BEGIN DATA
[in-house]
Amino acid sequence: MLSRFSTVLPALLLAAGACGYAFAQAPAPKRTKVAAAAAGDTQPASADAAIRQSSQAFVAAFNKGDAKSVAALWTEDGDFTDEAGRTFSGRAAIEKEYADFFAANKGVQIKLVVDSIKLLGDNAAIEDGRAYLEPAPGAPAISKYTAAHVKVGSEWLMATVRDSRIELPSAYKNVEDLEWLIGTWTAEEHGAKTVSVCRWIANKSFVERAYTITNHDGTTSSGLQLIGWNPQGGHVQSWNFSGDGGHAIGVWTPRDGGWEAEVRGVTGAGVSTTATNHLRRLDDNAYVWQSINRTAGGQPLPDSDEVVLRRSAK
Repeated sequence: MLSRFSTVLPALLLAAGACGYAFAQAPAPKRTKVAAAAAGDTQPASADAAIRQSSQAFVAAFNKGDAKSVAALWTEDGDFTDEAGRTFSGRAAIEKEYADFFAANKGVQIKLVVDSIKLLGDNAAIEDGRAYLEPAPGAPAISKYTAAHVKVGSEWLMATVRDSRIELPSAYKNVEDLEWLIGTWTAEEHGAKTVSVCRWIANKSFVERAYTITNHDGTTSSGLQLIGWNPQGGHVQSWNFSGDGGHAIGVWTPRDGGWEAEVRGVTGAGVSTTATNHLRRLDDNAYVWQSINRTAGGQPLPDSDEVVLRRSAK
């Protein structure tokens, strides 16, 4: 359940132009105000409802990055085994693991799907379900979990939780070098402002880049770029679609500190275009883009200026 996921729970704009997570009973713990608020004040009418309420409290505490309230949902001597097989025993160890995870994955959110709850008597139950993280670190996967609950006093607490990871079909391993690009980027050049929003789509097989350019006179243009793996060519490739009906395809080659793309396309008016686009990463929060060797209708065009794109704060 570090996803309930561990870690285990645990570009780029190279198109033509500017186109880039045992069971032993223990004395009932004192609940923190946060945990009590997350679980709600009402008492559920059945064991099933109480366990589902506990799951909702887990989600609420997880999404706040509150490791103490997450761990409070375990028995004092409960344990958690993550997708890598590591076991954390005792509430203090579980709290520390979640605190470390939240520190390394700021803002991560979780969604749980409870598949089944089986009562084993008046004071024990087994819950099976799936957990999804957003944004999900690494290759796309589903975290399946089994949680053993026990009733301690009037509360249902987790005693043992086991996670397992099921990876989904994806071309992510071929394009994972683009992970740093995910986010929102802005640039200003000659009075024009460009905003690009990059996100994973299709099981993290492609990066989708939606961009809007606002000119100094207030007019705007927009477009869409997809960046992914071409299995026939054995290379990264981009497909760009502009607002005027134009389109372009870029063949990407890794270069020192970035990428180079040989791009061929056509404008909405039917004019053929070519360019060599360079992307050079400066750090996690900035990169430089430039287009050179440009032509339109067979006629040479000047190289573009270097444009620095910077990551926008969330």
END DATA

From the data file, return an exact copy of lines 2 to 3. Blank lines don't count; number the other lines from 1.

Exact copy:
Amino acid sequence: MLSRFSTVLPALLLAAGACGYAFAQAPAPKRTKVAAAAAGDTQPASADAAIRQSSQAFVAAFNKGDAKSVAALWTEDGDFTDEAGRTFSGRAAIEKEYADFFAANKGVQIKLVVDSIKLLGDNAAIEDGRAYLEPAPGAPAISKYTAAHVKVGSEWLMATVRDSRIELPSAYKNVEDLEWLIGTWTAEEHGAKTVSVCRWIANKSFVERAYTITNHDGTTSSGLQLIGWNPQGGHVQSWNFSGDGGHAIGVWTPRDGGWEAEVRGVTGAGVSTTATNHLRRLDDNAYVWQSINRTAGGQPLPDSDEVVLRRSAK
Repeated sequence: MLSRFSTVLPALLLAAGACGYAFAQAPAPKRTKVAAAAAGDTQPASADAAIRQSSQAFVAAFNKGDAKSVAALWTEDGDFTDEAGRTFSGRAAIEKEYADFFAANKGVQIKLVVDSIKLLGDNAAIEDGRAYLEPAPGAPAISKYTAAHVKVGSEWLMATVRDSRIELPSAYKNVEDLEWLIGTWTAEEHGAKTVSVCRWIANKSFVERAYTITNHDGTTSSGLQLIGWNPQGGHVQSWNFSGDGGHAIGVWTPRDGGWEAEVRGVTGAGVSTTATNHLRRLDDNAYVWQSINRTAGGQPLPDSDEVVLRRSAK